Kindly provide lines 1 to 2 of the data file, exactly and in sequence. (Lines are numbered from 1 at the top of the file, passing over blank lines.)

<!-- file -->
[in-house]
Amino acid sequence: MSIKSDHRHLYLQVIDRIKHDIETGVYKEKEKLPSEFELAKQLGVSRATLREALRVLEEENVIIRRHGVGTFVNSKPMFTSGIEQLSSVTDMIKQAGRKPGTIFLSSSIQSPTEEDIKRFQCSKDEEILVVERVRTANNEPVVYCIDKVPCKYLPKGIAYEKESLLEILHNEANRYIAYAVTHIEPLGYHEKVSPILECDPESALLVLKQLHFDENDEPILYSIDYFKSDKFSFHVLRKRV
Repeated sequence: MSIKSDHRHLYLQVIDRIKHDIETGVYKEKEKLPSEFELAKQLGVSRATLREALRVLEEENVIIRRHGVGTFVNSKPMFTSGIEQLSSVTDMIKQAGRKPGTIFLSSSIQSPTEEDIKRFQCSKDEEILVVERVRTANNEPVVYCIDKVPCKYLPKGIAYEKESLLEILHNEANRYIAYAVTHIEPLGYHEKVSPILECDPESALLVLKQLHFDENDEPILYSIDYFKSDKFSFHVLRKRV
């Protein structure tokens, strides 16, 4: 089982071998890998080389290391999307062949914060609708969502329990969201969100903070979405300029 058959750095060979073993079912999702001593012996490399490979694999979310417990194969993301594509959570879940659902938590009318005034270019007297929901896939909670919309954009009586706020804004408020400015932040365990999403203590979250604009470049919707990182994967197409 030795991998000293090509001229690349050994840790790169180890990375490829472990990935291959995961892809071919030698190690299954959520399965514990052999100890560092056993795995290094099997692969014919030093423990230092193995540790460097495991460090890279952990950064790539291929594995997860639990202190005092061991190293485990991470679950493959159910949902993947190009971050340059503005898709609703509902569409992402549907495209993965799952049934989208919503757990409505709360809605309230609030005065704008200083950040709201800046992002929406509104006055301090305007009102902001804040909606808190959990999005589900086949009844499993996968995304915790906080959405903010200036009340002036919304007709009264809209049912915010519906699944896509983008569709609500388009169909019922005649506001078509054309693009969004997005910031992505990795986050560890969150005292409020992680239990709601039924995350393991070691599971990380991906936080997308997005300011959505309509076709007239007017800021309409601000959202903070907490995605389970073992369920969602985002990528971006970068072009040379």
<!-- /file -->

[in-house]
Amino acid sequence: MSIKSDHRHLYLQVIDRIKHDIETGVYKEKEKLPSEFELAKQLGVSRATLREALRVLEEENVIIRRHGVGTFVNSKPMFTSGIEQLSSVTDMIKQAGRKPGTIFLSSSIQSPTEEDIKRFQCSKDEEILVVERVRTANNEPVVYCIDKVPCKYLPKGIAYEKESLLEILHNEANRYIAYAVTHIEPLGYHEKVSPILECDPESALLVLKQLHFDENDEPILYSIDYFKSDKFSFHVLRKRV